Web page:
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Posted by rick on March 27, 2005 at 16:06:39:
In Reply to: Re: Temp. overshoot posted by HeatPro on March 27, 2005 at 11:02:12:
: The gauges and the hottest water are often in different sections of the boiler while the boiler is running. Different flows can be in different sections of a boiler while the burner is on; but the water mixes when the circulator stops. This is often because the water flow is restricted to the rate of the tubing it is attached to. If the piping is changed to a loop-subloop configuration so the water flow in the boiler is at maximum no matter what the flow rate required for the radiation, the variation would most likely cease.
: The charm of cast-iron is that it 'holds heat' and it has a somewhat delayed transfer of heat that keeps the fire side hotter than the water side when the burner is on and the water flowing. This helps assure that the fireside remains above condensing temperature, as water on the fireside of exposed hot cast-iron will rust it severely. Stop the water flow and the higher fireside temperature is then transferred to the water side. Another possibility is to add a delay to the circulator control so it continues running for a minute or so after the fire dies so the fireside heat is absorbed and distributed through the system rather than heating the still water inside the boiler.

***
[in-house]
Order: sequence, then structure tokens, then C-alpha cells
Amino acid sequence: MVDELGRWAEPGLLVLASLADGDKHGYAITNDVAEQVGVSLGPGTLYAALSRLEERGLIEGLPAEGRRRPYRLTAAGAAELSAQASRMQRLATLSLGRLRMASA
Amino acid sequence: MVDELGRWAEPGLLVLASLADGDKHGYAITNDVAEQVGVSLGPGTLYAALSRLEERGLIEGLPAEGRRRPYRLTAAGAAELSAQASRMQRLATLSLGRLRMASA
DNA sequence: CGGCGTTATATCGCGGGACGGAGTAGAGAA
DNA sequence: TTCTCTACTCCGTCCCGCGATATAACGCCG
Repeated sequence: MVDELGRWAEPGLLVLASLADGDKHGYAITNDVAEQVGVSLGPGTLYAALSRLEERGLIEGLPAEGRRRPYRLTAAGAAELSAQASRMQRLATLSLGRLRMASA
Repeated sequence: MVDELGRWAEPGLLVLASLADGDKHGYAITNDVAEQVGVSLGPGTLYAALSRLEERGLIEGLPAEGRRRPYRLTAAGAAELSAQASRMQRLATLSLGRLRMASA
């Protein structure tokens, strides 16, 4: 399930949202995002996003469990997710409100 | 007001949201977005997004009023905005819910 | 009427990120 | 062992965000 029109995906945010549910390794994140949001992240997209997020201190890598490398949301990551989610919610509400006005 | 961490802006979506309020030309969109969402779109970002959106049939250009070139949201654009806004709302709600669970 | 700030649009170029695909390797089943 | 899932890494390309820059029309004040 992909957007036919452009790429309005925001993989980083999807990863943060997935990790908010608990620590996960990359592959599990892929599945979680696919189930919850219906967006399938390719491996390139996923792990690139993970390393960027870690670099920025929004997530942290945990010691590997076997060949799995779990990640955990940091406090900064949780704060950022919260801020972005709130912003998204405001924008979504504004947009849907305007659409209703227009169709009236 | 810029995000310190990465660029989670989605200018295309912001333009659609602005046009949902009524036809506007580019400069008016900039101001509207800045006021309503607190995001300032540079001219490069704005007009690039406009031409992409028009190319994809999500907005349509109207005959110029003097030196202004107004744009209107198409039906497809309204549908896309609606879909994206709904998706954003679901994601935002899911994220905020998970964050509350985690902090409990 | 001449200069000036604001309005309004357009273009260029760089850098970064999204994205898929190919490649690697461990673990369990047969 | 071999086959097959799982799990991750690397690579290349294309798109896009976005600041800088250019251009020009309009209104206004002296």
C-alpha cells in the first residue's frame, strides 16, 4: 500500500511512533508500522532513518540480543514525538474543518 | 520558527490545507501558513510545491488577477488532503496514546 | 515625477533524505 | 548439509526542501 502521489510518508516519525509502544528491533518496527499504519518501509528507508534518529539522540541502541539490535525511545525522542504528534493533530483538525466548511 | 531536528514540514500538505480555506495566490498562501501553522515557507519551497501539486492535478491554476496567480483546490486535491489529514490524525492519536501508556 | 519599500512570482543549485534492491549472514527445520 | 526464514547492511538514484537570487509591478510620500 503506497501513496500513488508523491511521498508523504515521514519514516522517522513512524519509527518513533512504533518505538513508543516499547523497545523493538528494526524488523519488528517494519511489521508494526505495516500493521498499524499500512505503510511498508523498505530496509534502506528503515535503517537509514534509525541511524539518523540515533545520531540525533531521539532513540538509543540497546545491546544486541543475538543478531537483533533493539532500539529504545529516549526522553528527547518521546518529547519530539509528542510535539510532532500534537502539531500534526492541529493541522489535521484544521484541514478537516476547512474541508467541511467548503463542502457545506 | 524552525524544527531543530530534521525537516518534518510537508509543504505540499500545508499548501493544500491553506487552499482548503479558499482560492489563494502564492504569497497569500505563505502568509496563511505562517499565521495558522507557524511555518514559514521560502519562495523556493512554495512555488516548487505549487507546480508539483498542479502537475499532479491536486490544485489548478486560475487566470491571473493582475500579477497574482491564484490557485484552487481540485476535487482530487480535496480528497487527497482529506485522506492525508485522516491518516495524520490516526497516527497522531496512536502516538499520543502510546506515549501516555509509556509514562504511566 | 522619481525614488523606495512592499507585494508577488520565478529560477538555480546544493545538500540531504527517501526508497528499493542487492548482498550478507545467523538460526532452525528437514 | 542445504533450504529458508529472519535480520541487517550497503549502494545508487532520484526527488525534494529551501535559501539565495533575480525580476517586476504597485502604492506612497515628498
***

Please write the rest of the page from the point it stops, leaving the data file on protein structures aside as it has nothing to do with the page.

Mr. Pro. you're right on because if indirect hot water tank calls for heat, since the pipe size going to it is identical to the pipe coming out of the boiler (1 inch), the temp variation is less than 10F whereas radiant Ipex tube is only 1/2 inch. And this overshoot happens with radiant heating, not so much in HDW heating.
but I don't know if I understand your circulator suggestion. I know my circulator is always on as long as there is a call for heat. Therefore, if there's a call for heat, the cirulator will stay on after the flame goes out which theoretically transfers and distributes the fireside water to mix with the not-so-hot water like you said. So, why is there the disparity in temp?
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